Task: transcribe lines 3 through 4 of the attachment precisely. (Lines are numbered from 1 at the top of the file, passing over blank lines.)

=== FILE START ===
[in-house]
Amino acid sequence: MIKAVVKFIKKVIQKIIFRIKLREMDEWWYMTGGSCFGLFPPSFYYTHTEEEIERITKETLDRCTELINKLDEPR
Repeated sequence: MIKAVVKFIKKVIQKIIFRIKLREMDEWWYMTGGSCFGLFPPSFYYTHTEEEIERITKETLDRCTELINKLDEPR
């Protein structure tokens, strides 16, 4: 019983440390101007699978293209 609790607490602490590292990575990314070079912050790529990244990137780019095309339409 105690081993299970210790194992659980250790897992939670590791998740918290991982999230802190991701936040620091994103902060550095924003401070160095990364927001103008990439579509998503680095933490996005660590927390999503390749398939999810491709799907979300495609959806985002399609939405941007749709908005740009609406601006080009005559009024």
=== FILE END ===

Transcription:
Repeated sequence: MIKAVVKFIKKVIQKIIFRIKLREMDEWWYMTGGSCFGLFPPSFYYTHTEEEIERITKETLDRCTELINKLDEPR
């Protein structure tokens, strides 16, 4: 019983440390101007699978293209 609790607490602490590292990575990314070079912050790529990244990137780019095309339409 105690081993299970210790194992659980250790897992939670590791998740918290991982999230802190991701936040620091994103902060550095924003401070160095990364927001103008990439579509998503680095933490996005660590927390999503390749398939999810491709799907979300495609959806985002399609939405941007749709908005740009609406601006080009005559009024």